Or by the death of 75-year-old Ibrahim Mahmoud Khalafallah, who was crushed to death when an army bulldozer demolished his Khan Yunis house on top of him, even though his wife, Eida, had warned the soldiers that her husband was wheelchair-bound and would not be able to get out of the house by himself? [Footnote]
So the JTA is correct that is probably foolish (and, I would add, extremely Amero-centric) to suggest that Rachel Corrie's death was influential on Wednesday's horrible murders. There are hundreds of other cases of bulldozer-related death, injury and ethnically-motivated home demolition over the last eight years, any or all of which might have mattered more to this particular murderer than the Rachel Corrie case. (Including those cases I cited above, which resulted in the murder of Palestinian civilians, whose deaths deserved - but naturally, never got - every bit as much outrage and sympathy as is rightly afforded Wednesday's Israeli victims, and whose Israeli murderers deserved - but naturally, never got - every bit as much opprobrium and condemnation as is rightly heaped upon the head of Wednesday's Palestinian murderer).
Perhaps that's what the JTA is trying to suggest. Otherwise, the JTA's casual dismissal of the suggestion that the manner of Wednesday's killings might in any way be a reflection of the almost iconic role that Israeli bulldozers have played in the Occupation of the Palestinian Territories over the past eight years, seems a little bit glib. It makes it sound as if the JTA actually believes that when a Palestinian kills Israelis with a bulldozer, it is a context-free random act of murder; that when an Israeli kills an American with a bulldozer, it is "accidental"; and that when Israelis repeatedly kill Palestinian civilians with bulldozers ... well, that simply doesn't happen.
Footnote: Journalist Gideon Levy wrote about the killing of Ibrahim Khalafallah by the IDF, an event that was barely reported in Israel, and asked his Israeli readership to imagine how different the coverage would have been if the perpetrators were Palestinian, and the victim Israeli:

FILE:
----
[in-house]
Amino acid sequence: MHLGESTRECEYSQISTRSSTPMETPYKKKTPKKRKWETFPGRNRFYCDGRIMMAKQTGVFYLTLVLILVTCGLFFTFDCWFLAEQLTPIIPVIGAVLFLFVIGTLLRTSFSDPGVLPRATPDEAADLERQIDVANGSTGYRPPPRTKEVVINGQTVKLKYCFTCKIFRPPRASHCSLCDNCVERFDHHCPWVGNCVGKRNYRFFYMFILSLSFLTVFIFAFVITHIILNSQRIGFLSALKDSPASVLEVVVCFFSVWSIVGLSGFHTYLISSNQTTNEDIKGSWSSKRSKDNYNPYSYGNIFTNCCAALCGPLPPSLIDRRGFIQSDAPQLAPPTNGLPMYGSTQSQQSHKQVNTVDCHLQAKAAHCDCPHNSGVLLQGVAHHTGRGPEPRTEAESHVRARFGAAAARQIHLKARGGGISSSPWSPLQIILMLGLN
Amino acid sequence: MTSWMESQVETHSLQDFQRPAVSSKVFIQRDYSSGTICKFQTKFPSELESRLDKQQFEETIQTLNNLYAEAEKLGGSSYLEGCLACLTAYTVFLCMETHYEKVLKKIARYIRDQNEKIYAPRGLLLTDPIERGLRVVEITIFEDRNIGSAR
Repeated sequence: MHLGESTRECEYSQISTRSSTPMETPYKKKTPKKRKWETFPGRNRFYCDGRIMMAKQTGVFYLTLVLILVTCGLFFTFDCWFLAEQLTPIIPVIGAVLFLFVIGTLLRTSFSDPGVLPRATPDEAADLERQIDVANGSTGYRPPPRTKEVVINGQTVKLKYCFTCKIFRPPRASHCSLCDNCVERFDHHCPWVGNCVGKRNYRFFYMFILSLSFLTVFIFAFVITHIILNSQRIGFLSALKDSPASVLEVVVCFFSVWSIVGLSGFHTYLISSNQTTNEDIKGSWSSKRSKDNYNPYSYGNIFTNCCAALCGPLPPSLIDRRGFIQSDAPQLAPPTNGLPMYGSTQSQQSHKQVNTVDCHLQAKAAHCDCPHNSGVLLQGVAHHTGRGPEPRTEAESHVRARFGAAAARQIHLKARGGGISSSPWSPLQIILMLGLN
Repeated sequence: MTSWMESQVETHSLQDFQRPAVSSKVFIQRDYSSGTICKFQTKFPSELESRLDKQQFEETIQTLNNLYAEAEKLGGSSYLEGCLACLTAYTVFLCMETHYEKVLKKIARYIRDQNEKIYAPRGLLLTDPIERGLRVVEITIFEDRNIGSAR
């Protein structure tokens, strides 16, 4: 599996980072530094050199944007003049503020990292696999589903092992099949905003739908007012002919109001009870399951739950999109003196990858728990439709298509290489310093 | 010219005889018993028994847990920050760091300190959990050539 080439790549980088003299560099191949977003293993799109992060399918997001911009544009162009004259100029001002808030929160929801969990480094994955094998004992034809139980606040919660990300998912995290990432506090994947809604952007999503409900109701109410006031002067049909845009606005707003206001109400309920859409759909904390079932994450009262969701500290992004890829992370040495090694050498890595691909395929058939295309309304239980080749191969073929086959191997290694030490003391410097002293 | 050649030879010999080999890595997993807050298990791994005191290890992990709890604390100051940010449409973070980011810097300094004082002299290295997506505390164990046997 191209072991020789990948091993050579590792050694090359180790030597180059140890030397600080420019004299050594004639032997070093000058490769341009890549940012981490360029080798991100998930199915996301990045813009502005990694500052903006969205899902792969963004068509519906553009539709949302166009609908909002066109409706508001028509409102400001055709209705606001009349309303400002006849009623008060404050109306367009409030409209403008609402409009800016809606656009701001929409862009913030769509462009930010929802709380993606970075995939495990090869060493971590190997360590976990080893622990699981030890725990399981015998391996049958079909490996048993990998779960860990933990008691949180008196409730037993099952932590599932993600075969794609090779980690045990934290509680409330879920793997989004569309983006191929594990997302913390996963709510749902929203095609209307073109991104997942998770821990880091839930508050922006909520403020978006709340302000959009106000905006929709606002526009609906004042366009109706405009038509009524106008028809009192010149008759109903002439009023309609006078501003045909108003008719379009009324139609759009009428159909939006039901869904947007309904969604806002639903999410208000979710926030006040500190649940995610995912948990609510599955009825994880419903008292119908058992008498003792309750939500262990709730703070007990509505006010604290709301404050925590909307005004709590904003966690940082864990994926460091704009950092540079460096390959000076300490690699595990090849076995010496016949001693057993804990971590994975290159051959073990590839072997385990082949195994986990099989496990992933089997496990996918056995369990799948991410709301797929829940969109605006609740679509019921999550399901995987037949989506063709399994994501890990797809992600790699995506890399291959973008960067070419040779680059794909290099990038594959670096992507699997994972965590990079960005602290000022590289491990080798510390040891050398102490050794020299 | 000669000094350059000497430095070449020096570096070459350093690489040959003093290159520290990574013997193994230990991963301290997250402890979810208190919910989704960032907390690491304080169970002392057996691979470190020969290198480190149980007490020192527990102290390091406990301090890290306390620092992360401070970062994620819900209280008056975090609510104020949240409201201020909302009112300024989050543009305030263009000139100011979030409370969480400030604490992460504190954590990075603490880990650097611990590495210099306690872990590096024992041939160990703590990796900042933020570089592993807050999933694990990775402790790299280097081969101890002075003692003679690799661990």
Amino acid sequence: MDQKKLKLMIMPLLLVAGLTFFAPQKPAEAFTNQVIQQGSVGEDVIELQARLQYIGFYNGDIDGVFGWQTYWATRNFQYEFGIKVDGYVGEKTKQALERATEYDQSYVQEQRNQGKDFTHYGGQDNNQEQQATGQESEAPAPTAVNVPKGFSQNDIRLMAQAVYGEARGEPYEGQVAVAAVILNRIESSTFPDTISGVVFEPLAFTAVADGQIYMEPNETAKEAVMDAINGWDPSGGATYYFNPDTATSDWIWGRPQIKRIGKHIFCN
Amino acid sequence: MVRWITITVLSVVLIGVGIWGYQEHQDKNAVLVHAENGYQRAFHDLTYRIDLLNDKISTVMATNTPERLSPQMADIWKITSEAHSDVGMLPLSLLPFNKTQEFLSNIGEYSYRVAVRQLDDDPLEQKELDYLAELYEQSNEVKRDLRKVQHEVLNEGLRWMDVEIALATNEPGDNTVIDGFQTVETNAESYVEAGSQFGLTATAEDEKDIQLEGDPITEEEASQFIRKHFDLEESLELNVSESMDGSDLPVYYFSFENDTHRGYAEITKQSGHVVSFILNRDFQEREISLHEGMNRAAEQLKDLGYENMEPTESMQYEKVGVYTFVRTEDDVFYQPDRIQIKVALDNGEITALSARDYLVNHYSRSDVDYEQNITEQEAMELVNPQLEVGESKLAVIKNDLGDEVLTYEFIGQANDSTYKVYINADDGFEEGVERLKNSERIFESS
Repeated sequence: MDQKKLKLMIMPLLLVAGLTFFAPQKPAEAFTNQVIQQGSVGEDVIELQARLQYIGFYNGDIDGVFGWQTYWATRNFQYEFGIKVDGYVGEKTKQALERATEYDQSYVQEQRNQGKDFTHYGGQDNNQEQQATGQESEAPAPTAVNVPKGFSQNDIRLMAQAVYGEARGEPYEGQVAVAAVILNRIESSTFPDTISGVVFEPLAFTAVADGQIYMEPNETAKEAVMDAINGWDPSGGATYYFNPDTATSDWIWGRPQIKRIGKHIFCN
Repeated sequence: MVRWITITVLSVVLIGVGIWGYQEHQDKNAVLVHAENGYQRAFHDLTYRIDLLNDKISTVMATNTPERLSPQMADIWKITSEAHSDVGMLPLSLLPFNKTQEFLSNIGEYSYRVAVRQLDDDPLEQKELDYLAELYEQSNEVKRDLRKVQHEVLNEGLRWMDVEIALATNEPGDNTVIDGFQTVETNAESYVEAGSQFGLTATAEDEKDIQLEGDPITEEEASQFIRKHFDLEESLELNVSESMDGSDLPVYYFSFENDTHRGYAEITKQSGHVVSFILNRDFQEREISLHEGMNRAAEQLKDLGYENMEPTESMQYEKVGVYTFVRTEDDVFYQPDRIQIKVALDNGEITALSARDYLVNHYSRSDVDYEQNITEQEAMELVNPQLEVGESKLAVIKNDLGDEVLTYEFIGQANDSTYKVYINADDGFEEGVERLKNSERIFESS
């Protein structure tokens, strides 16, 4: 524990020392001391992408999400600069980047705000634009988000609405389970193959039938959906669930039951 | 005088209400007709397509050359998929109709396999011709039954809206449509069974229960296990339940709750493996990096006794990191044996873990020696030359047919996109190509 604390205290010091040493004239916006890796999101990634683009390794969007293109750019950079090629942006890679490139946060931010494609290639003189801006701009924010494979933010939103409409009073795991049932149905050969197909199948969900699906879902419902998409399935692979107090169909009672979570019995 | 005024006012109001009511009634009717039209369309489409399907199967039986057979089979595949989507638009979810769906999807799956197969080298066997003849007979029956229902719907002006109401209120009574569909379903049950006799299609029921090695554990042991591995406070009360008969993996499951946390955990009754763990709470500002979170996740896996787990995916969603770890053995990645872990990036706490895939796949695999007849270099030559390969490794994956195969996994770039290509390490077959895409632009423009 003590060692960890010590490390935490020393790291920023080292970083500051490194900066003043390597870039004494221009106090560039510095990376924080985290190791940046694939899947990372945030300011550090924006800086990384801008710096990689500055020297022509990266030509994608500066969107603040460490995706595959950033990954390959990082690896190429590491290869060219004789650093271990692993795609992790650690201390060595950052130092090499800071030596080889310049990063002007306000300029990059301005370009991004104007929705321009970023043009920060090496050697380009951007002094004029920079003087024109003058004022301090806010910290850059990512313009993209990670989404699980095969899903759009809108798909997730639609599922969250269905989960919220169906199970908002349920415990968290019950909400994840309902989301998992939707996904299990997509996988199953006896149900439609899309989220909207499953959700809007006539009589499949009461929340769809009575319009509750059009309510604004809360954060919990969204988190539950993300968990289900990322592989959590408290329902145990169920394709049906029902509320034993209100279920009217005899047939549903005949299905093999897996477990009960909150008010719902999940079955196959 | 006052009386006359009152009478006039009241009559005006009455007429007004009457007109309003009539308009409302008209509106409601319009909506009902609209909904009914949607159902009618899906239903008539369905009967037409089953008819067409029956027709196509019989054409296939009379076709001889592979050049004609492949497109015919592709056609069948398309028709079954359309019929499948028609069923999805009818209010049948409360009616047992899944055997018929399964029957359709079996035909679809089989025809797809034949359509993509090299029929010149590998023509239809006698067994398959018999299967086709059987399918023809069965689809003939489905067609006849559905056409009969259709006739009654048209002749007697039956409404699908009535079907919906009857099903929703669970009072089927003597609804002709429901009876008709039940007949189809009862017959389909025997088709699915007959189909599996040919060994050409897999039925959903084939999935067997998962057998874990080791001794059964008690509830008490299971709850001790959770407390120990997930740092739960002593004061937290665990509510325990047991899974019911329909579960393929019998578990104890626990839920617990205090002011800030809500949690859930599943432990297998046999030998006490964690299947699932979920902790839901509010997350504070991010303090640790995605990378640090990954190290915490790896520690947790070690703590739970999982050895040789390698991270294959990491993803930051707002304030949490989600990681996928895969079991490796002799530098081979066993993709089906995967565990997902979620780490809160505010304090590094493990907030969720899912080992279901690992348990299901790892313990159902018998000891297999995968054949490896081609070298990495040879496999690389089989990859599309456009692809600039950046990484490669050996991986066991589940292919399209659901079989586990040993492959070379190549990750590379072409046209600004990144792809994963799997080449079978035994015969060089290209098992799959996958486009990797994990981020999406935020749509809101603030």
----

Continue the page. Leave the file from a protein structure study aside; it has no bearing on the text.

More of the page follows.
What would happen if a Palestinian terrorist were to detonate a bomb at the entrance to an apartment building in Israel and cause the death of an elderly man in a wheelchair, who would later be found buried under the rubble of the building? The country would be profoundly shocked. Everyone would talk about the sickening cruelty of the act and its perpetrators. The shock would be even greater if it then turned out that the dead man’s wife had tried to dissuade the terrorist from blowing up the house, telling him that there were people inside, but to no avail. The tabloids would come out with the usual screaming headline: “Buried alive in his wheelchair.” The terrorists would be branded “animals.”
Last Monday, Israel Defense Forces bulldozers in Khan Yunis, in the Gaza Strip, demolished the home of Ibrahim Halfalla, a 75-year-old disabled man and father of seven, and buried him alive. Umm-Basel, his wife, says she tried to stop the driver of the heavy machine by shouting, but he paid her no heed. The IDF termed the act “a mistake that shouldn’t have happened,” and the incident was noted in passing in Israel. The country’s largest-circulation paper, Yedioth Ahronoth, didn’t bother to run the story at all. The blood libel in France – a woman’s tale of being subjected to an anti-Semitic attack, which later turned out to be fiction – proved a great deal more upsetting to people. There we thought the assault was aimed against our people. But when the IDF bulldozes a disabled Palestinian to death? Not a story. Just like the killing, under the rubble of her home, of Noha Maqadama, a woman in her ninth month of pregnancy, before the eyes of her husband and children, in El Boureij refugee camp a few months earlier...
If it were the reverse; Ha'aretz, 18 July 2004.